Sentiment Roundup: Consumers Appear Hopeful; Interest Groups Make Waves on Social

In the second week of its COVID-19 consumer survey effort, the Ad Council's survey shows consumers are feeling hopeful despite troubling statistics from global and local health authorities. The Ad Council study seeks to identify the media outlets and influencers where Americans are sourcing their news and opinions around the crisis, as well as checking on whether audiences feel public health authorities are meeting their current needs.

Key takeaways this week:

  • Parents are significantly more likely to feel anxious, tired and irritable than those without kids in the household. Social media is a top platform for parents to discuss fun and educational activities for their children during the quarantine.
  • Worry among respondents is decreasing week over week, and more Americans are feeling hopeful week over week.
  • Young people ages 18 to 30 report the most financial impact so far (88 percent), and nearly one in three of this age group (30 percent) reports a large financial impact.
  • The Northeast is feeling more anxious, tired and isolated. The South is more confident, hopeful and optimistic.
  • Americans are feeling grateful. In fact, more than half (53 percent) of respondents report feeling grateful in the past week alone.

Meanwhile, web and social media monitoring firm Yonder (Disclosure: Yonder sponsored PRNEWS’ recent coronavirus communications webinar) has been tracking audience conversation and sentiment, tracing trending hashtags and brand mentions to their source. Yonder said its AI technology made it possible to pinpoint left- and right-leaning interest groups, or factions, at the heart of conversations.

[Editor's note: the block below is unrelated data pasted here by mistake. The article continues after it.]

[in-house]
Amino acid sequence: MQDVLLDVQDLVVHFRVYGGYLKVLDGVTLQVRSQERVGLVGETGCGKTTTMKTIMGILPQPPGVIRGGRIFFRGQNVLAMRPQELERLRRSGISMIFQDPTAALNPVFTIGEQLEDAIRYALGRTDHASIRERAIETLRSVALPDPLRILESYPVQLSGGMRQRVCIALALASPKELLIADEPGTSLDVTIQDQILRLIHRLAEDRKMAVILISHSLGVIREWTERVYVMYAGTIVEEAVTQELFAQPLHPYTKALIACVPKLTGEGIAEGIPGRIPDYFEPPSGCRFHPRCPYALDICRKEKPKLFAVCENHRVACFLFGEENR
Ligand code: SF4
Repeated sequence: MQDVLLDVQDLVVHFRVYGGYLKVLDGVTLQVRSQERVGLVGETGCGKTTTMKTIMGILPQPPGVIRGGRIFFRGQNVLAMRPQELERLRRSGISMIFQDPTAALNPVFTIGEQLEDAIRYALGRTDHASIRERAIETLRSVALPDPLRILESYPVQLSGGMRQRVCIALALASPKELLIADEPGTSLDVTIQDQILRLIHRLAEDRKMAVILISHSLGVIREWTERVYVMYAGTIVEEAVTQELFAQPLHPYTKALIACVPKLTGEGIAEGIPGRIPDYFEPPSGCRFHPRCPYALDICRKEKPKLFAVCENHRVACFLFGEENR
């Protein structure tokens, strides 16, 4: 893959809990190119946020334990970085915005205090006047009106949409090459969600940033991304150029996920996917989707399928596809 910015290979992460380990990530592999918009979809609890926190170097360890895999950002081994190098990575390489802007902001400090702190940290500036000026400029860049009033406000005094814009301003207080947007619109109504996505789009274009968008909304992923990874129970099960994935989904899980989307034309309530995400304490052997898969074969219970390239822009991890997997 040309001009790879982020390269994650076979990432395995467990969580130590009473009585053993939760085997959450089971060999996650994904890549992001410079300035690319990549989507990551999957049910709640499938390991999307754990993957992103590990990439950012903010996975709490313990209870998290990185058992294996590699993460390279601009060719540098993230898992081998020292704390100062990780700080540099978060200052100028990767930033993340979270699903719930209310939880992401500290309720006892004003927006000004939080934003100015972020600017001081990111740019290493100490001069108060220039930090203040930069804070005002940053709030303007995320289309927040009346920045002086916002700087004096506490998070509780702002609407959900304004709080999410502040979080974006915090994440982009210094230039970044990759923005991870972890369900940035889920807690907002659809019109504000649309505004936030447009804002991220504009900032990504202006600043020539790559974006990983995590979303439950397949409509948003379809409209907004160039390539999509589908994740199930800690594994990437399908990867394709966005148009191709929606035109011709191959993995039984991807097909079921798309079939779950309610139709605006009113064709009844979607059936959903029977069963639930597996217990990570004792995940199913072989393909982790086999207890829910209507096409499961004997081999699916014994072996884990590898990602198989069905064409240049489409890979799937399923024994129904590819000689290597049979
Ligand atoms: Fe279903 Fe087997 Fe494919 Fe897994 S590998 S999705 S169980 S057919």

Some examples:

  • Zoom has been lauded widely for bringing people closer, with some calling out security flaws and fringe groups making racist remarks about its Chinese founder. "While no one faction is driving more than 0.5 percent of the Zoom narrative, we detected fringe troll factions posting racist content about its founder in 4chan," a common source of problematic narratives that make their way into the mainstream.
  • Hobby Lobby saw angry comments surge when it began closing stores and cutting salaries following remarks from its CEO that "God is in control." Yonder found that two left-leaning factions created more than 20 percent of the content in the Hobby Lobby conversation. Typically, any group crafting more than 2 percent of content on a trending topic is a signal that a conversation is being manipulated, Yonder says.
  • Casual social chatter about Popeye’s compared panic around the outbreak to the chicken sandwich craze of 2019, but the brand retook the narrative after announcing its partnership with No Kid Hungry. The top faction in the Popeye’s discussion was the populist right, which drove more than 6 percent of conversations and re-shared news about the partnership.

Yonder says communications pros can use such insights in formulating plans to protect brand equity and to communicate with the public and key consumer groups. “Brands leverage these kinds of contextual insights to understand how (and which) groups make stories about them spread online,” Yonder said in an email to PRNEWS.

This article is part of PRNEWS' daily COVID-19 coverage, click here to see the latest updates.